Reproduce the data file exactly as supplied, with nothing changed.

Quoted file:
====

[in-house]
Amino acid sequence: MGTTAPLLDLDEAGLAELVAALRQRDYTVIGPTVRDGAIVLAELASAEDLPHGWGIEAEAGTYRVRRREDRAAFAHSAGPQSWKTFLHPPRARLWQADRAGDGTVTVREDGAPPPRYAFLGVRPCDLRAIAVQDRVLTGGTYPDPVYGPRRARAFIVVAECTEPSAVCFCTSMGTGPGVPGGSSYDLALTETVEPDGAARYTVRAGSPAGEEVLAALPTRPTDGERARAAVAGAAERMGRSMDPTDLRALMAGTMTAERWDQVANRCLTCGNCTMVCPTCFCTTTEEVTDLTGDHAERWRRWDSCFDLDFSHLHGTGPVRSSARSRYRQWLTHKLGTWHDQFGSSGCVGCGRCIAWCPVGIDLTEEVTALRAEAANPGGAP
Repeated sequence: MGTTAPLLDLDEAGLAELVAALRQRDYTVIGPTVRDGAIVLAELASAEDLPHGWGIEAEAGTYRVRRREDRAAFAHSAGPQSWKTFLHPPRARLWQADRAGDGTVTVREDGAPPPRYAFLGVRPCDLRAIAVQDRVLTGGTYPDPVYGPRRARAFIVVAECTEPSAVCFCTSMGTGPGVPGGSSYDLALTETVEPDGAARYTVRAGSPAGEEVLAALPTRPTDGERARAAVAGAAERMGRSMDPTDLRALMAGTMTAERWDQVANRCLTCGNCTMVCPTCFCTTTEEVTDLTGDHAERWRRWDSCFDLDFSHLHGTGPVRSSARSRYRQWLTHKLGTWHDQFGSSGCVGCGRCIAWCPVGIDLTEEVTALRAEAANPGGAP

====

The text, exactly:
[in-house]
Amino acid sequence: MGTTAPLLDLDEAGLAELVAALRQRDYTVIGPTVRDGAIVLAELASAEDLPHGWGIEAEAGTYRVRRREDRAAFAHSAGPQSWKTFLHPPRARLWQADRAGDGTVTVREDGAPPPRYAFLGVRPCDLRAIAVQDRVLTGGTYPDPVYGPRRARAFIVVAECTEPSAVCFCTSMGTGPGVPGGSSYDLALTETVEPDGAARYTVRAGSPAGEEVLAALPTRPTDGERARAAVAGAAERMGRSMDPTDLRALMAGTMTAERWDQVANRCLTCGNCTMVCPTCFCTTTEEVTDLTGDHAERWRRWDSCFDLDFSHLHGTGPVRSSARSRYRQWLTHKLGTWHDQFGSSGCVGCGRCIAWCPVGIDLTEEVTALRAEAANPGGAP
Repeated sequence: MGTTAPLLDLDEAGLAELVAALRQRDYTVIGPTVRDGAIVLAELASAEDLPHGWGIEAEAGTYRVRRREDRAAFAHSAGPQSWKTFLHPPRARLWQADRAGDGTVTVREDGAPPPRYAFLGVRPCDLRAIAVQDRVLTGGTYPDPVYGPRRARAFIVVAECTEPSAVCFCTSMGTGPGVPGGSSYDLALTETVEPDGAARYTVRAGSPAGEEVLAALPTRPTDGERARAAVAGAAERMGRSMDPTDLRALMAGTMTAERWDQVANRCLTCGNCTMVCPTCFCTTTEEVTDLTGDHAERWRRWDSCFDLDFSHLHGTGPVRSSARSRYRQWLTHKLGTWHDQFGSSGCVGCGRCIAWCPVGIDLTEEVTALRAEAANPGGAP